Lori Loughlin, Felicity Huffman Charged in College Admission Scam

Lori Loughlin, Felicity Huffman Charged in College Admission Scam

Lori Loughlin, Felicity Huffman Charged in College Admission Scam

The schools involved - Stanford, UCLA, Wake Forest, Yale, Georgetown, University of Texas, University of San Diego, USC - are not believed to have taken part in wrongdoing. Huffman and Loughlin have been charged with conspiracy to commit mail fraud and honest services fraud, NBC News reports.

Parents spent anywhere from $200,000 to $6.5 million to guarantee their children's admission to elite schools, authorities said.

College coaches and two Hollywood actresses are among dozens indicted in a sweeping admissions bribery case unsealed in federal court Tuesday.

In case you were anxious about running out scammer stories in 2019, NBC broke the news Tuesday morning that 44 people have been indicted in a "large-scale college entrance exam cheating scam", with Lori Loughlin and Felicity Huffman headlining the celebrities charged with conspiracy to commit mail fraud and honest services fraud.

Huffman, best known for her role on TV's "Desperate Housewives", is accused of paying $15,000 to an organization that then facilitated cheating for her daughter on the SATs, the indictment said.

ABC reports officials have emails from Loughlin as evidence.

Coach K: Zion Williamson expected back with Duke for ACC tournament
Topping off the tribute, the Cameron Crazies unsuccessfully chanted for Wade to join them in the student section. Chanin Scott posted a double-double and was one of three players to finish with double-figure scoring numbers.

Prosecutors said that in December 2017 a confidential witness told investigators that he met with Huffman and her spouse in their Los Angeles home in order to explain "how the college entrance exam scheme worked". Athletic coaches, parents and exam administrators were also implicated.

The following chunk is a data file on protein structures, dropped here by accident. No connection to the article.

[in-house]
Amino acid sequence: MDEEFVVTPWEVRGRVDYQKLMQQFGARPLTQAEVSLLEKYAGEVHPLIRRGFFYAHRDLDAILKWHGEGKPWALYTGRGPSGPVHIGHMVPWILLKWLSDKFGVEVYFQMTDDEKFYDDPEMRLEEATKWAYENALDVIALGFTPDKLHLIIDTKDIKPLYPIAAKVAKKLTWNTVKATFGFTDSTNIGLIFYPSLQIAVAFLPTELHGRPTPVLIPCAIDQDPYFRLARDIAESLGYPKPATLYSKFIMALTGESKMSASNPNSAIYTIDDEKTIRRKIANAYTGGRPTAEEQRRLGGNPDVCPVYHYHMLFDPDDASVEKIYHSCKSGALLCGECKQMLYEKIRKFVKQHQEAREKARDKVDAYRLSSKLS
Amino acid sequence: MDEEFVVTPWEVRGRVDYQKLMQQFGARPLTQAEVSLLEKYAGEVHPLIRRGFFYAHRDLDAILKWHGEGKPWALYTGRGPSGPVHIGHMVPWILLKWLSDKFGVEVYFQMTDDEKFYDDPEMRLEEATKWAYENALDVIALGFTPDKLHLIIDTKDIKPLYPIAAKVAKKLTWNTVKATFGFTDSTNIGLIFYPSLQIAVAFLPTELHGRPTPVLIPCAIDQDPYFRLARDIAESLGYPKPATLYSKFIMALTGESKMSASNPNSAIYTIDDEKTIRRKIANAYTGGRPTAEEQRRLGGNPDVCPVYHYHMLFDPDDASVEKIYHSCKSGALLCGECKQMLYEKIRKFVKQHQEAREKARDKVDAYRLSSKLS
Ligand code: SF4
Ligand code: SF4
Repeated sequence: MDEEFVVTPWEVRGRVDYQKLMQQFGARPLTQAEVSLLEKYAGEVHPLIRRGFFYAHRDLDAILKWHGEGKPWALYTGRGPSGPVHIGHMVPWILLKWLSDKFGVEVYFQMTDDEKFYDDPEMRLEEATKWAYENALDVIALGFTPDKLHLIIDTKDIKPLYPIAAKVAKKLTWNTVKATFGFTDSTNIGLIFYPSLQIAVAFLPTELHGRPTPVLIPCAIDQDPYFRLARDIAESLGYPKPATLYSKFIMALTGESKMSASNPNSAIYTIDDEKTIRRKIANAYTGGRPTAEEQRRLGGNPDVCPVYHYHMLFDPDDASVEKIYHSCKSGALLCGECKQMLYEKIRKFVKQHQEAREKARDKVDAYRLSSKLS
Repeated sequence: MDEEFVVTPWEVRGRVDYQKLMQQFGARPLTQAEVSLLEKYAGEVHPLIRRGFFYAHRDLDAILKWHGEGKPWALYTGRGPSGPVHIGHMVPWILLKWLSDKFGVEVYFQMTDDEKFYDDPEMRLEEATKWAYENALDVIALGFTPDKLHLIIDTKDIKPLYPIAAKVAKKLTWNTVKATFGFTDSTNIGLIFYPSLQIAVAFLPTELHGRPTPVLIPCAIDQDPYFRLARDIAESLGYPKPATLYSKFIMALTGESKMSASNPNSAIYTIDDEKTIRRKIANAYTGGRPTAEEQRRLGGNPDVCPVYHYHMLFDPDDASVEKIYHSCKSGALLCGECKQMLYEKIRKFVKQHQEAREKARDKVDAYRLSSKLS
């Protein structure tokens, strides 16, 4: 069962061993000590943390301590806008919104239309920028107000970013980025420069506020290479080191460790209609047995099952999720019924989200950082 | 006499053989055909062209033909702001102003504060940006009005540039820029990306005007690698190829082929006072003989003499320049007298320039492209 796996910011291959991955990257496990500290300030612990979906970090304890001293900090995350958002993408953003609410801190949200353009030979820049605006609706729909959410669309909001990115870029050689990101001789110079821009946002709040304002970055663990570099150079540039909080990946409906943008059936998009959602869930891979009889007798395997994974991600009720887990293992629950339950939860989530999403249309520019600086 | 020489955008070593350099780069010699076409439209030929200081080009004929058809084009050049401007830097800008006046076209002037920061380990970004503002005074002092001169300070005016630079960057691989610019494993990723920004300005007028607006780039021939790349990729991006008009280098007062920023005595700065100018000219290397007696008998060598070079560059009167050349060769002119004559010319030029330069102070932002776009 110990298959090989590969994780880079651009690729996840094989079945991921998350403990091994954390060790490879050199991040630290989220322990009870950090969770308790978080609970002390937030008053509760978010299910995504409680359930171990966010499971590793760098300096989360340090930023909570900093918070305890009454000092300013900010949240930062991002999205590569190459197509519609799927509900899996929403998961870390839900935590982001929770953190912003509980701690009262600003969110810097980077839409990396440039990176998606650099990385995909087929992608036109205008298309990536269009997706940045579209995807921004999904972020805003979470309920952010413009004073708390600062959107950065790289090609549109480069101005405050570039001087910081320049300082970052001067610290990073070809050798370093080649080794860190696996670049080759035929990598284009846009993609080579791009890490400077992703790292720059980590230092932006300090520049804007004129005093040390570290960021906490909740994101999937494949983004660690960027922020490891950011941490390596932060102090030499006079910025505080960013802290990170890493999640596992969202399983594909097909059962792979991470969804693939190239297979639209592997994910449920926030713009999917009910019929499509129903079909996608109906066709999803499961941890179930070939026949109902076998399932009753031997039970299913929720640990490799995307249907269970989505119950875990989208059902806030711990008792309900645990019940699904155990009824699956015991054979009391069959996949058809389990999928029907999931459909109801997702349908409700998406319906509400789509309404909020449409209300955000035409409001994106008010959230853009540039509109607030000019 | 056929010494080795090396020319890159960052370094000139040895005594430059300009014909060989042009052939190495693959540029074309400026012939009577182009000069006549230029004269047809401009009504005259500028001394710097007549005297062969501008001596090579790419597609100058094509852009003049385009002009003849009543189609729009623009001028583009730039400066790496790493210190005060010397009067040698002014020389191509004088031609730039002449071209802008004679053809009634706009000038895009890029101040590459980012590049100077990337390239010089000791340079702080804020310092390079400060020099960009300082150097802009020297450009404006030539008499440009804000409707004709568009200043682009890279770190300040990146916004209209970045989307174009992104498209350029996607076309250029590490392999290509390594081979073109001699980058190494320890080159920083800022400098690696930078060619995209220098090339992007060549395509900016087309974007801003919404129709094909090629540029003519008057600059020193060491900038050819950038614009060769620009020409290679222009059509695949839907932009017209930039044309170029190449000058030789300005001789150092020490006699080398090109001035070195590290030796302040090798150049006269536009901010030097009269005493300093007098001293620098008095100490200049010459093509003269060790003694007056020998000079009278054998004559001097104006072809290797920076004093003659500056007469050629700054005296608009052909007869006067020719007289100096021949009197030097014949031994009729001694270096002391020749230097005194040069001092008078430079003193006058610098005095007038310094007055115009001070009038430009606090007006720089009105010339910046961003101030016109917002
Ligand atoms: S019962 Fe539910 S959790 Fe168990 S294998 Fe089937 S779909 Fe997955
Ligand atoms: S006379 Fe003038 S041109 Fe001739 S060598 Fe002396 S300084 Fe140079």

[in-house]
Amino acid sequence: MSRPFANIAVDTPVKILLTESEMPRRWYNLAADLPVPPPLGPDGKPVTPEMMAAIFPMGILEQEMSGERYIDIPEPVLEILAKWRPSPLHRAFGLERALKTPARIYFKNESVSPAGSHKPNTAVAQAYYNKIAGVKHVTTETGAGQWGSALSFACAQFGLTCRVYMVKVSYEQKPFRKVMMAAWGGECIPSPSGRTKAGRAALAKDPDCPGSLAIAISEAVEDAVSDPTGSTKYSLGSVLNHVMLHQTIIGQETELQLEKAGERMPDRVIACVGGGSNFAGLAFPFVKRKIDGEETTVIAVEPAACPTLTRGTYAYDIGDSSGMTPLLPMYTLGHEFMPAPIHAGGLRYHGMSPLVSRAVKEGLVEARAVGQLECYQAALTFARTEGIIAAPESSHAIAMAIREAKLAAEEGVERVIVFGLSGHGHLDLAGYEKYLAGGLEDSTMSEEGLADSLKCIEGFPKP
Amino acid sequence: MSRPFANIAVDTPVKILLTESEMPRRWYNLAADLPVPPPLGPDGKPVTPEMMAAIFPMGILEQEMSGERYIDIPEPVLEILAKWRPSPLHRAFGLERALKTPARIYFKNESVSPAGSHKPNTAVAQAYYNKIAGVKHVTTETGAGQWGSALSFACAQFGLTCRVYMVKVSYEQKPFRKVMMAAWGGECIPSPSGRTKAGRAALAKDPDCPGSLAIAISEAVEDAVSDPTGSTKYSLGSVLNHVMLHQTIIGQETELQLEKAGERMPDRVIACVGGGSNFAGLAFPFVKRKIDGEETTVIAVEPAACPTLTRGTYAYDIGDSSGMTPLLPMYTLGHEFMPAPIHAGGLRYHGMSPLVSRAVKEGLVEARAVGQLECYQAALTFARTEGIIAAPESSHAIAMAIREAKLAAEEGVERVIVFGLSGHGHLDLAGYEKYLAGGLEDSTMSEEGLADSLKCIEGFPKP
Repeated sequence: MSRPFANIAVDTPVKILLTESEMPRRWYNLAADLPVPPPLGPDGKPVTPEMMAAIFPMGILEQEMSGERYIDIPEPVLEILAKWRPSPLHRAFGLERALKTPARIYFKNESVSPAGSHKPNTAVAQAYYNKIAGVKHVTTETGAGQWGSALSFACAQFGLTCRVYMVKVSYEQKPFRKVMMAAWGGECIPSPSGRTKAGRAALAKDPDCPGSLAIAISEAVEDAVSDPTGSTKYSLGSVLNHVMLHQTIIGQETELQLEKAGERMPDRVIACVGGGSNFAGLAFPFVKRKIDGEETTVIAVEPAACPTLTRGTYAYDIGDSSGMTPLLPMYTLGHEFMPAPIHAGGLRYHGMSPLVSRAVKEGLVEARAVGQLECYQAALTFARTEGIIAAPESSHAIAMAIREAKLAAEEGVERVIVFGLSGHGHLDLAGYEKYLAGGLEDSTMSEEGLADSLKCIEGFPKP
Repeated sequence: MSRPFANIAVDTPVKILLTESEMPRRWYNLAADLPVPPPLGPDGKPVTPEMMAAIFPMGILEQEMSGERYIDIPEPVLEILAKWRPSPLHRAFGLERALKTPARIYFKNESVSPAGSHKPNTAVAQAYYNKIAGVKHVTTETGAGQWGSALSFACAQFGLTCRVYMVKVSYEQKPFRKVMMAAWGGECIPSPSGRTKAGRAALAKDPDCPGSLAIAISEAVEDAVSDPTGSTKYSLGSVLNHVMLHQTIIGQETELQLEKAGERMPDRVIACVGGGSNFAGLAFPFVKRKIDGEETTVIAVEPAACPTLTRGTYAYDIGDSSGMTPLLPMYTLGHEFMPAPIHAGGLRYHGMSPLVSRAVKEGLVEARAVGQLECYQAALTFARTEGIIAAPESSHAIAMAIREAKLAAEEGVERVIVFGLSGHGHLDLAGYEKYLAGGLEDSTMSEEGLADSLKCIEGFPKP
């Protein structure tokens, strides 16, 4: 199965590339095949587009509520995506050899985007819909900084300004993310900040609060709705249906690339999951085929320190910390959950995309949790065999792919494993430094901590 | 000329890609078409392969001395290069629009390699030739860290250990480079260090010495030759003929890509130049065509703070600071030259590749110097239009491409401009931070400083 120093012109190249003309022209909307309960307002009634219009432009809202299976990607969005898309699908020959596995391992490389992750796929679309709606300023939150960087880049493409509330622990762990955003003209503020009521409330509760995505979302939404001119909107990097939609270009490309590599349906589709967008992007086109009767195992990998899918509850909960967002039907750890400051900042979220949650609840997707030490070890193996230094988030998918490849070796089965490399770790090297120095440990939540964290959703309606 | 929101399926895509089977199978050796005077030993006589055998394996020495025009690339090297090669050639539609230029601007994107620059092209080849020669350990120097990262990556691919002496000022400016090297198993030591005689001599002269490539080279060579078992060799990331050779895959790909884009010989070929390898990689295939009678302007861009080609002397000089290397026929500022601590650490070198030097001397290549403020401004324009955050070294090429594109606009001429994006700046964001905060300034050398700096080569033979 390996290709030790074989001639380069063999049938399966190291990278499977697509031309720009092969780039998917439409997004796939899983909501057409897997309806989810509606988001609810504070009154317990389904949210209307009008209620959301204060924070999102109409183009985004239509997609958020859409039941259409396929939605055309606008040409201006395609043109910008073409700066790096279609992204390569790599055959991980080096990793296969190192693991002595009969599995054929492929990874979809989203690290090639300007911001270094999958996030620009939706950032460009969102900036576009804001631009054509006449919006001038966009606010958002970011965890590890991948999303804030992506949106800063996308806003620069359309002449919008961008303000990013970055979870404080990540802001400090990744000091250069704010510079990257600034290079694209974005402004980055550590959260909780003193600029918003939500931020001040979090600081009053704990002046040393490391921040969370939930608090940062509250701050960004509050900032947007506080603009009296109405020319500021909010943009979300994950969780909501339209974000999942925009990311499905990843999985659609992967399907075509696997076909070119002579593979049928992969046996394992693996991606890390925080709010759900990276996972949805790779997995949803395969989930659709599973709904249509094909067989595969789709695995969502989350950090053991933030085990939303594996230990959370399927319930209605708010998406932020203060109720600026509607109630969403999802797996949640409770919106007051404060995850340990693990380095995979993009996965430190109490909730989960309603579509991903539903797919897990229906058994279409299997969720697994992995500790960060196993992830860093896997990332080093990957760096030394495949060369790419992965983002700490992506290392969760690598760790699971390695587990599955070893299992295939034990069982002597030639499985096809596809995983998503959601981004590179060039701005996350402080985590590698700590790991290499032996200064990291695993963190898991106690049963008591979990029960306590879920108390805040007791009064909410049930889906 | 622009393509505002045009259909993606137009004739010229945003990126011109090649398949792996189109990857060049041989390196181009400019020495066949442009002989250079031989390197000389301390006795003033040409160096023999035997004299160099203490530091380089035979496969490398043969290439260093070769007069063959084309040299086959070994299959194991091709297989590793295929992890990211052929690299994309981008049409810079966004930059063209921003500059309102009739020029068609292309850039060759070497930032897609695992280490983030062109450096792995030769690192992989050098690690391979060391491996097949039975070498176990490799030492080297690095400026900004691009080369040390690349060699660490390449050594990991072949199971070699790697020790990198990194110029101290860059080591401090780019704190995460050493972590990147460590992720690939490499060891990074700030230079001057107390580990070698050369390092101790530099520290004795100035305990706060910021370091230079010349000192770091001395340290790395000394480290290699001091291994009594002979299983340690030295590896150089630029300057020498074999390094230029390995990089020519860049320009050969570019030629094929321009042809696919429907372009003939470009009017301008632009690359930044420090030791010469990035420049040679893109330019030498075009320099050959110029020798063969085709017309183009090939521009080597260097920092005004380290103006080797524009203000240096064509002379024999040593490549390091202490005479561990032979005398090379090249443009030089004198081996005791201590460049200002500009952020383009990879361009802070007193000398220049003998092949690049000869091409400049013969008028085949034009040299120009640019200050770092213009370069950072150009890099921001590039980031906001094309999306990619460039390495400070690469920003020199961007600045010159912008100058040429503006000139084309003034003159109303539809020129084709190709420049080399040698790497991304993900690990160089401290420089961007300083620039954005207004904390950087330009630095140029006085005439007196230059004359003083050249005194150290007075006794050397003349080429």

He said he "controlled" an SAT testing site and could have a proctor "secretly correct her answers" after she took the test. Prosecutors said the parents agreed to the plan.

The documents also allege that some defendants created fake athletic profiles for students to make them appear to be successful athletes.

According to the indictment, a USC employee Homayoun H. Zadeh was also involved, but was not a member of the athletic department's staff. Zadeh allegedly "conspired to bribe Heinel to designate his daughter as a lacrosse recruit-despite the fact that she did not play lacrosse competitively-thereby facilitating her admission to USC".

The students linked to the scheme apparently did not know their admission into said schools was based on a bribe. She ended up scoring a 1420 - 400 points higher than she had gotten on a PSAT taken a year earlier, according to court documents.

William "Rick" Singer, 58, pleaded guilty in Boston federal court on Tuesday to charges including racketeering conspiracy and obstruction of justice. Prosecutors say payments were often disguised as charitable donations that were then funneled to the coaches and administrators.

Related news